The attorney representing quarterback Colin Kaepernick has an uphill fight to prove, without having a “smoking gun,” that National Football League teams conspired to prevent him from playing this season, The Washington Post reported.
Nevertheless, attorney Mark J. Geragos is moving forward with his case, notifying NFL executives and team owners on Friday that he is requesting electronic communication, phone records and their testimony as first steps to prove collusion. The Dallas Cowboys’ Jerry Jones ,Houston Texans’ Robert McNair and New England Patriots’ Robert Kraft are among the owners specifically named.
“Every day that goes by and he doesn’t get signed is another nail in the NFL’s defense,” Geragos told The Post, declining to share more about a possible smoking gun.
Kaepernick, a Super Bowl quarterback, remains unsigned this season. Last year he set off what has become a contentious national debate after he began kneeling during the national anthem to protest police brutality and injustice toward minorities.
Here are three things to know about Kaepernick’s collusion case:
—Kaepernick’s legal team has a high burden of proof
NBC Sports said there’s one main thing to understand about this case: “If he has paperwork proving that the owners conspired to keep him out of football, he wins. If he doesn’t, he almost certainly loses.” The news outlet pointed to the successful collusion case of Marvin Miller against Major League Baseball, in which he showed from documents that the owners conspired not to sign free agents.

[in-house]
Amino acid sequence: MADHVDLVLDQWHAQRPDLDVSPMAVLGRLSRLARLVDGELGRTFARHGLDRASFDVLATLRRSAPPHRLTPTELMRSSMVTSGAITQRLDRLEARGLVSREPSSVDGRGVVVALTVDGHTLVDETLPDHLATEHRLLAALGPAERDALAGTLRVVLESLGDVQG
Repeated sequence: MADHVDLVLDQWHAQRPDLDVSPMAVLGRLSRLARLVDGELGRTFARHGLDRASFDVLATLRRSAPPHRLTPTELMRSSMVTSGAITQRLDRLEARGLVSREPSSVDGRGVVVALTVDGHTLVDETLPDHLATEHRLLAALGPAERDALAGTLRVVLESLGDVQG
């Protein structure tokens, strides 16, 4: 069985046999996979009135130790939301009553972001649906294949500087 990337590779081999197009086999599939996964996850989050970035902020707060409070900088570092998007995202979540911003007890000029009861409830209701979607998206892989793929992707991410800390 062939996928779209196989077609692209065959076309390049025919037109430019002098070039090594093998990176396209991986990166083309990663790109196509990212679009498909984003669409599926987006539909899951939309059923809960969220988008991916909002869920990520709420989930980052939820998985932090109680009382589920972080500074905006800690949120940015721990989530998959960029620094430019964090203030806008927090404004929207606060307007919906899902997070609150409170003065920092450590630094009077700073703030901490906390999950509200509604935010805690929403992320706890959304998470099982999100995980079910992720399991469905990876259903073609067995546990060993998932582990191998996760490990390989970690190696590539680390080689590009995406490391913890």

—Weighing the factor that teams have signed less skilled quarterback this season
According to ESPN, most reasonable people agree that Kaepernick is more skilled than most quarterbacks on team rosters. But that goes nowhere. The NFL’s collective bargaining agreement requires a higher burden of proof than simply to point out that Kaepernick is good enough to play, yet no team has signed him.
—-Trump’s influence on team owners is complicated
President Donald Trump has weighed in numerous times against Kaepernick, shaming owners for not firing players who kneel during the anthem. Sports Illustrated said the president “has signaled that he’d prefer teams not sign free agents who would kneel during the anthem.” The president’s involvement could be considered collusive if the owners, behind the scene, communicated their displeasure with Kaepernick through Trump.
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3 Things To Know About Colin Kaepernick’s Collusion Case was originally published on newsone.com